At RC Truck Stop, we write reviews, tech pieces, which include how-tos and projects, new product announcements and commentary articles. The last ones, the commentary articles, are basically opinion pieces or editorials. In my opinion (see what I did there?), any RC topic, as long as it’s interesting–as in relevant and important–and handled respectfully, is fair game. We try to leave names out of it when possible, not to protect the innocent or hide the guilty, but to respect that not everyone wants to be part of the conversation. Over the years, I’ve written a good number of commentary pieces. I plan to do more. I like writing them and I know people out there like them too because they get a lot of traffic and because of the volume of comments they receive on social media. More importantly, I write these articles because they are topics that I believe are worth discussing. I believe awareness is a good thing. Recently, some comments on an article on the topic of clone products took me aback. I expect different opinions to be shared and I certainly don’t expect everyone to agree with me, but a few–probably two, maybe three–accused me of promoting negativity. I wanted to explore this notion a bit.
First, I have no desire to promote negativity. I do, however, want to promote awareness. It’s arrogant and ignorant to think everyone knows what you know. I say this in response to the “don’t beat a dead horse” mentality. Now, we’ve probably all used that phrase, but just because you have once discussed a topic doesn’t mean every single other RC racer is up to speed (pardon the pun) or that they don’t have the right to discuss it as well, when and if they want to. I accuse myself lightheartedly of being on a high horse, but some of these people really need to get off theirs. You don’t get to declare a topic done–sorry.
Another cliche that got tossed out there was the claim that I just wanted to stir the pot. I have no interest in stirring the pot. What do I get out of that? If I don’t believe it’s relevant and important, I’m not writing about it. I don’t pick topics because they’re interesting. The topics are interesting because they’re relevant and important. I also don’t get why some people are so scared of topics being discussed. Stir the pot means to cause trouble for others. I can assure you my goal is not to cause trouble for others. Are these topics potentially controversial? Sure. But, the fact that they can be controversial means they should be discussed, not swept under the rug.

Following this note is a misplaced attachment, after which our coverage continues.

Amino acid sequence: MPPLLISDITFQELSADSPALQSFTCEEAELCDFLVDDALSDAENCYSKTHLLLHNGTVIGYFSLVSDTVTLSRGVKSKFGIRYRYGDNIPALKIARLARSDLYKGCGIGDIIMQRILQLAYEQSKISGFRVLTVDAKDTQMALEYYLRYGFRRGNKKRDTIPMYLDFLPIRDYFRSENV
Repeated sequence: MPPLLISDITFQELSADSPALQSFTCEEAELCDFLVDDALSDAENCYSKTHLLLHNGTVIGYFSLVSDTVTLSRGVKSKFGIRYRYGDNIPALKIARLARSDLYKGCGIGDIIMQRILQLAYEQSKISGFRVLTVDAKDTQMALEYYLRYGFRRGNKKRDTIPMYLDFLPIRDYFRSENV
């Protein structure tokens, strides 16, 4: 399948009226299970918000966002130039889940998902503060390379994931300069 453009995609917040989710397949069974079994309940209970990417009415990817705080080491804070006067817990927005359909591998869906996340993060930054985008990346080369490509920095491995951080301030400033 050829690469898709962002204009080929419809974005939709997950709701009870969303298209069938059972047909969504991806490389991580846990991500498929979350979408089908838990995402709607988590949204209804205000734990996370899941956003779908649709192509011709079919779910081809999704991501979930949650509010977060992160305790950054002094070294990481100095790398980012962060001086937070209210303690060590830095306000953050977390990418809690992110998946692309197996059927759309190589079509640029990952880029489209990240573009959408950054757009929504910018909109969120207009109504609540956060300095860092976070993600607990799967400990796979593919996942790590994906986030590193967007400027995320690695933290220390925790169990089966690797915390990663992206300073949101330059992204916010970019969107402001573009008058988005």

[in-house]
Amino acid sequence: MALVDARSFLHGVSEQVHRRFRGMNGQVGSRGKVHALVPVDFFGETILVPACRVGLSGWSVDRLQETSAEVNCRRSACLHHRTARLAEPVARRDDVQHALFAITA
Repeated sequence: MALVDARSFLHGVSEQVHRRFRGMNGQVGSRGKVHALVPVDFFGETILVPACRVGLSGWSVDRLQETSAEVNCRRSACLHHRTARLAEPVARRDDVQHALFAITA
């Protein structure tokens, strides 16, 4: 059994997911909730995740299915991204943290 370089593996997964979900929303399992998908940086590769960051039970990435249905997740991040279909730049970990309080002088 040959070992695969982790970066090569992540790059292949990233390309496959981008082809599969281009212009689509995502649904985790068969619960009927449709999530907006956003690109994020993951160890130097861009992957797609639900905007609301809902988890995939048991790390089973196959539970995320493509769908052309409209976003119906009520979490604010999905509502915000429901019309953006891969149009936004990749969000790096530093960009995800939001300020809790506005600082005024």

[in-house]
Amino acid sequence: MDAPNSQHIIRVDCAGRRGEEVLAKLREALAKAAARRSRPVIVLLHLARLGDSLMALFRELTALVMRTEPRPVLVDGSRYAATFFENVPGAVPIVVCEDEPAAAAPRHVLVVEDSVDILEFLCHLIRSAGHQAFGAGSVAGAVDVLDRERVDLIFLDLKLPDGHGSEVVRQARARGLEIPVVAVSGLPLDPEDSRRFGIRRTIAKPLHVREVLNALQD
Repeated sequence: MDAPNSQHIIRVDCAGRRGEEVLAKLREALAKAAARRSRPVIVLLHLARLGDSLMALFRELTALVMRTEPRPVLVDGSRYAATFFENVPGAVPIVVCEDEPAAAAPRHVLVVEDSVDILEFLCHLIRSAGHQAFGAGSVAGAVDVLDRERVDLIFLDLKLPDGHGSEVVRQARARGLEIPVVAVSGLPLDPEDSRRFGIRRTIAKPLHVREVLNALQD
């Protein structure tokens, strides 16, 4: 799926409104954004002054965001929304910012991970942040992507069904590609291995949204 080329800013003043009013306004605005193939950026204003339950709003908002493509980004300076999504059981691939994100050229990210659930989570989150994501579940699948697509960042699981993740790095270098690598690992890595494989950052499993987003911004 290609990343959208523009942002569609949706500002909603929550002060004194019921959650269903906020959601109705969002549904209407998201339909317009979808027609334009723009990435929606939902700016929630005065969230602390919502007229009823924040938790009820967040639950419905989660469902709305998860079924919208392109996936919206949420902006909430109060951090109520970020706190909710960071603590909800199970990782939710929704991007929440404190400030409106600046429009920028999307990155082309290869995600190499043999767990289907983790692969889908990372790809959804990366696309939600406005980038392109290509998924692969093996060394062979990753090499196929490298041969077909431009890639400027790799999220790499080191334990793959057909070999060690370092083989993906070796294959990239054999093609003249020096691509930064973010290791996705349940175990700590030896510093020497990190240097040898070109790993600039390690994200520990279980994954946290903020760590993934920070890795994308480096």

Lastly, there was the claim that was these articles and the alleged negativity they create are bad for the hobby. Sir, if RC is too controversial for you, I’m sorry, but life must just suck. There are a lot harder topics out there in real life than motor claim rules. The RC topics we cover actually create zero negativity. In contrast, people choose to be either negative or positive and I have zero control over that. Have you ever walked around the pits at an RC race? Guess what racers talk about. Racing! Topics just like the ones I cover. If they discuss one because they read about it on RC Truck Stop, that’s great. Awareness was raised. Whether they are negative or positive is out of my hands. The negative people will be negative and the positive people will be positive.
I’m going to list some of the commentary articles below, but if you’re new, an example of a topic I might discuss is something like sponsored drivers racing in stock and spec classes. I haven’t covered this yet (that I can remember off the top of my head) and the topic has certainly been discussed by people before. According to some people’s logic, since someone somewhere has discussed sponsored drivers in stock and spec classes before, mentioning it again is beating a dead horse and is thus off limits. But, this is still an issue at numerous club races and big events. It’s relevant because it is still going on and it’s important because it impacts hobby participation. It’s worth discussing. If you think it’s beating a dead horse, what I hear is you’ve stated your opinion and aren’t open to hearing anyone else’s. But, talking about it will still the pot. What pot? Your pot? Who cares? Is it really better to stick your head in the sand and have participation bleed off? And again, is it really that bad to have topics come up and be discussed? As I already said, it’s happening in the pits right now anyway. While a bunch of others have fun, someone is discussing the rules, someone is griping about the classes and someone else is complaining about track conditions. And, that’s not even mentioning all the grumbling about who got hacked and who’s cheating. Sorry to ruin your fantasyland, Cinderella, but all of that and more is being discussed in the pits at every race. But, but, but the negativity. Go change your diaper. You’re being a baby. I’ve said it before and I’ll say it again, I can’t control people. Negative people will be negative with or without these topics. Toxic people will show up at the track, Facebook group or online forum no matter what I do or don’t do. That doesn’t mean these topics aren’t worth discussing and that the rest of us aren’t entitled to share our opinions. Here’s the kicker, it’s far better to have the topic come up on RC Truck Stop and get discussed online than ignore it and have it fester behind the scenes.
The bottomline is you don’t have to agree with me on any the topics I write about, but don’t try to impact what I write about by making ridiculous and downright childish claims about me bringing negativity to the hobby. I can say with complete confidence do what I can to help grow this hobby and make it better.
If you’re ready and can handle the heat, below are some of the more popular commentary articles:
Claim Rules (Surprise hot button topic)
RC and the Internet (I should have read this one before writing this article)
What I Love About RC Racing (How ironic. A rank against negativity. See? I can be positive)